“It’s okay to not know what to do.” I had this exact thought when I woke up this morning.
I awoke, my head full of worries. This is not uncommon. What was less common, however, was how sick I was of worrying. Normally, being a rather naturally high-anxiety personality to begin with, I have a fairly high tolerance for worry.
But not this morning. This morning I had had enough.
And I remembered something my life coach taught me during the year when I saw her for weekly sessions. She said that trying to grasp onto a situation and control it by thinking (aka worrying) endlessly about it not only makes the worry worse, but it also prevents the fresh air of a potential solution from ever finding its way in.
When I would arrive for my sessions worried (which was always) she would calmly invite me to let go. To just let go and let the situation be unresolved – to let the outcome be unknown for at least that hour we were together – to just allow it to have its time to sort itself out without any extra “help” from me – that was very hard for me to do at first.
Now that I have realized I have forgotten to practice these skills all these months, it is hard for me again.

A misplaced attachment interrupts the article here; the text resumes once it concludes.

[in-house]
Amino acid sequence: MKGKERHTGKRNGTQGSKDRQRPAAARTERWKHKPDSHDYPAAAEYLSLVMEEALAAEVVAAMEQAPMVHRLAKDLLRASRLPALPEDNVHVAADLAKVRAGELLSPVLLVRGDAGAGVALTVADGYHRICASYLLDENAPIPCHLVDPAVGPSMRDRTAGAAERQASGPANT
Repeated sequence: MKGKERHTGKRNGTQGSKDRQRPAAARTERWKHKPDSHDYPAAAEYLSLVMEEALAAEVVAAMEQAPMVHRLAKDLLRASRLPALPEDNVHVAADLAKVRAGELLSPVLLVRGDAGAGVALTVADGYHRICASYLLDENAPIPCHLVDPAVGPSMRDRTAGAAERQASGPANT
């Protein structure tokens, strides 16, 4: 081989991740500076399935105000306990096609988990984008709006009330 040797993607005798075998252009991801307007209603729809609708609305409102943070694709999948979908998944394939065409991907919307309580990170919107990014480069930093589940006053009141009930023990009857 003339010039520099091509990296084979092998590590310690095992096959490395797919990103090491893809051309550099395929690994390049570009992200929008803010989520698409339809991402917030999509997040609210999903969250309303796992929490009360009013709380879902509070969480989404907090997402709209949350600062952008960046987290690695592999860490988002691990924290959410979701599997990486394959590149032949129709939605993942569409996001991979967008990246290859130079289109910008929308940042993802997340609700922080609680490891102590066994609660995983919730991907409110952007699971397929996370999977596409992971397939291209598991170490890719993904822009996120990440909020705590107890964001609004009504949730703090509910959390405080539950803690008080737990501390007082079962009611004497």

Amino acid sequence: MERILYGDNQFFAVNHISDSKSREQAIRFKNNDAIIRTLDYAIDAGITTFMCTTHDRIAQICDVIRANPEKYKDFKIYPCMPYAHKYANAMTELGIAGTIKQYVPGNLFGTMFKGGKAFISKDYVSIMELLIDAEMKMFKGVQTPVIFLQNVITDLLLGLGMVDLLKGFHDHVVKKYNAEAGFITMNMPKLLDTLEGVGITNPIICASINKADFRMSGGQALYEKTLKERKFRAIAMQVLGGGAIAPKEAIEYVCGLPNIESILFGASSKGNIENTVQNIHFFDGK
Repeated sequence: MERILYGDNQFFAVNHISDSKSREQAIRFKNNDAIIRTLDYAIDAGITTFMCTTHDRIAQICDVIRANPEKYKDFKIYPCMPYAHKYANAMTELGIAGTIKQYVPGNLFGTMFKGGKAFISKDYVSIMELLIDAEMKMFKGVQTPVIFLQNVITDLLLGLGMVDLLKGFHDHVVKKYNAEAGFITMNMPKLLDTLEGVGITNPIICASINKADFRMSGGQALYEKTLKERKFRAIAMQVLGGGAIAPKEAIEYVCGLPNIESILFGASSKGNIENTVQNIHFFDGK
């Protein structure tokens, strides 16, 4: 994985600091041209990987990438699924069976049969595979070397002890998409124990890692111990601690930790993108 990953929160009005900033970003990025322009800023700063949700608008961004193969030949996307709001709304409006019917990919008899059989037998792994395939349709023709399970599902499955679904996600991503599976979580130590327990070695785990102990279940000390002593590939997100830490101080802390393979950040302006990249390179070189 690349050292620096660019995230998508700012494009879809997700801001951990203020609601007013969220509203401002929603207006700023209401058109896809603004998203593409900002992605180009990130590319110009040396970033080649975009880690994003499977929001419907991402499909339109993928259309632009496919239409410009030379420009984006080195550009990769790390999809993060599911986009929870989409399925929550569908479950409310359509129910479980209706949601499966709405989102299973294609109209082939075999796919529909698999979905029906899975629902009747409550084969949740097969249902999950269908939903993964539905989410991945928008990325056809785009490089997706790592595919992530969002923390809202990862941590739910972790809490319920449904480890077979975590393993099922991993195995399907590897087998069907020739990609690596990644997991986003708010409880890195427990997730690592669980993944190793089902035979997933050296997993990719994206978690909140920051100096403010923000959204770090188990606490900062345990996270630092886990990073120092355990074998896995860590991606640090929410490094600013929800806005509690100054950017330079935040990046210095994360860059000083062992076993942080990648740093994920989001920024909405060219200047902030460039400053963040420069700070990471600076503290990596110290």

But she was – is – right. Because the moment I thought to myself, “Shannon, it is okay to not know what to do,” I relaxed for the first time in many, many mornings. I actually relaxed so much I fell back to sleep again!
When I was tempted to start up the worrying again throughout the day today, I would remind myself again, “It is okay to not know what to do. It is okay to give this situation its own time to work itself out.”
And even if I happen to think one whole day should be plenty of time for a resolution to present itself, which means I’m now starting to feel impatient (and more than a little worried) again, for at least one day’s time, remembering it is okay not to know what to do or how to fix it worked for me.
I felt calmer. I was able to focus and go about my day without the worry knocking on my door every five minutes to stick its head in and inquire, “Any news yet?”
If I wake up tomorrow morning worried – which is likely – I am going to try it again. “It is okay to not know what to do. It is okay to not know what to do. It is okay to not know….”
Today’s Takeaway: How do you handle the “not knowing what to do” part of sorting out a question, problem, opportunity or dilemma you have? What works best for you to ease worry and allow the situation to resolve naturally in its own time?
Anxiety image available from Shutterstock.